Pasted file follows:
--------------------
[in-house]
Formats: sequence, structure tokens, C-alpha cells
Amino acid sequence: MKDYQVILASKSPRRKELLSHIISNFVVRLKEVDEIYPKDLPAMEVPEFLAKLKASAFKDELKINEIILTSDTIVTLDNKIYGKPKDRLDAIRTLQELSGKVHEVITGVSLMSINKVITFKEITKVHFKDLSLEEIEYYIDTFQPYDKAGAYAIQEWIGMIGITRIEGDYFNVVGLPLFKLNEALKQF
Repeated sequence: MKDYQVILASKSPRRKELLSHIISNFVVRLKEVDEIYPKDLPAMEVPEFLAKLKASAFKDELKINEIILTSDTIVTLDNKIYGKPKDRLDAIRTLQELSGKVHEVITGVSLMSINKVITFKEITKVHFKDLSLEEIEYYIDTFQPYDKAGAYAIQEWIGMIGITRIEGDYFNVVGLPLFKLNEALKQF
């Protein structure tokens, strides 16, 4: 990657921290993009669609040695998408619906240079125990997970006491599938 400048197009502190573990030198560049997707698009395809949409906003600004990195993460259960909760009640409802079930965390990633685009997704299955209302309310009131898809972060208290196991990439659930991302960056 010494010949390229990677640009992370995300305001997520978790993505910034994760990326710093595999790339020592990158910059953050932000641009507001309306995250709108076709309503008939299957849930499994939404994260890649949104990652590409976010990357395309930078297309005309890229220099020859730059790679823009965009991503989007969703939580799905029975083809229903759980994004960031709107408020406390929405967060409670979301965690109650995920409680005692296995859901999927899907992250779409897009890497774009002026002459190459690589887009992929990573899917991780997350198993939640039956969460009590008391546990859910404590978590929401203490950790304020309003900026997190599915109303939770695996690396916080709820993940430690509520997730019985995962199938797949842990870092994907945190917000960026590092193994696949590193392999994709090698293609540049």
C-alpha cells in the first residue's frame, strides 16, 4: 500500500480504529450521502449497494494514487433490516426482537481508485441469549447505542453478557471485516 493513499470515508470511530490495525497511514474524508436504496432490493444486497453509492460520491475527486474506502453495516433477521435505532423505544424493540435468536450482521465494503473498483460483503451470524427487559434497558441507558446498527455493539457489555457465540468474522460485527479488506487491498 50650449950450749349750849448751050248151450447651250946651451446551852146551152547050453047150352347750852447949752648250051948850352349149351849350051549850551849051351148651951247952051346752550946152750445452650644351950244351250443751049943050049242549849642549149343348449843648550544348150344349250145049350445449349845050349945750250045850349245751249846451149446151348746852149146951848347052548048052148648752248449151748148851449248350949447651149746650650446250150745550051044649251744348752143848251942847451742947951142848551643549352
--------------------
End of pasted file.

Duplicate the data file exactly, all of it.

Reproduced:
[in-house]
Formats: sequence, structure tokens, C-alpha cells
Amino acid sequence: MKDYQVILASKSPRRKELLSHIISNFVVRLKEVDEIYPKDLPAMEVPEFLAKLKASAFKDELKINEIILTSDTIVTLDNKIYGKPKDRLDAIRTLQELSGKVHEVITGVSLMSINKVITFKEITKVHFKDLSLEEIEYYIDTFQPYDKAGAYAIQEWIGMIGITRIEGDYFNVVGLPLFKLNEALKQF
Repeated sequence: MKDYQVILASKSPRRKELLSHIISNFVVRLKEVDEIYPKDLPAMEVPEFLAKLKASAFKDELKINEIILTSDTIVTLDNKIYGKPKDRLDAIRTLQELSGKVHEVITGVSLMSINKVITFKEITKVHFKDLSLEEIEYYIDTFQPYDKAGAYAIQEWIGMIGITRIEGDYFNVVGLPLFKLNEALKQF
């Protein structure tokens, strides 16, 4: 990657921290993009669609040695998408619906240079125990997970006491599938 400048197009502190573990030198560049997707698009395809949409906003600004990195993460259960909760009640409802079930965390990633685009997704299955209302309310009131898809972060208290196991990439659930991302960056 010494010949390229990677640009992370995300305001997520978790993505910034994760990326710093595999790339020592990158910059953050932000641009507001309306995250709108076709309503008939299957849930499994939404994260890649949104990652590409976010990357395309930078297309005309890229220099020859730059790679823009965009991503989007969703939580799905029975083809229903759980994004960031709107408020406390929405967060409670979301965690109650995920409680005692296995859901999927899907992250779409897009890497774009002026002459190459690589887009992929990573899917991780997350198993939640039956969460009590008391546990859910404590978590929401203490950790304020309003900026997190599915109303939770695996690396916080709820993940430690509520997730019985995962199938797949842990870092994907945190917000960026590092193994696949590193392999994709090698293609540049």
C-alpha cells in the first residue's frame, strides 16, 4: 500500500480504529450521502449497494494514487433490516426482537481508485441469549447505542453478557471485516 493513499470515508470511530490495525497511514474524508436504496432490493444486497453509492460520491475527486474506502453495516433477521435505532423505544424493540435468536450482521465494503473498483460483503451470524427487559434497558441507558446498527455493539457489555457465540468474522460485527479488506487491498 50650449950450749349750849448751050248151450447651250946651451446551852146551152547050453047150352347750852447949752648250051948850352349149351849350051549850551849051351148651951247952051346752550946152750445452650644351950244351250443751049943050049242549849642549149343348449843648550544348150344349250145049350445449349845050349945750250045850349245751249846451149446151348746852149146951848347052548048052148648752248449151748148851449248350949447651149746650650446250150745550051044649251744348752143848251942847451742947951142848551643549352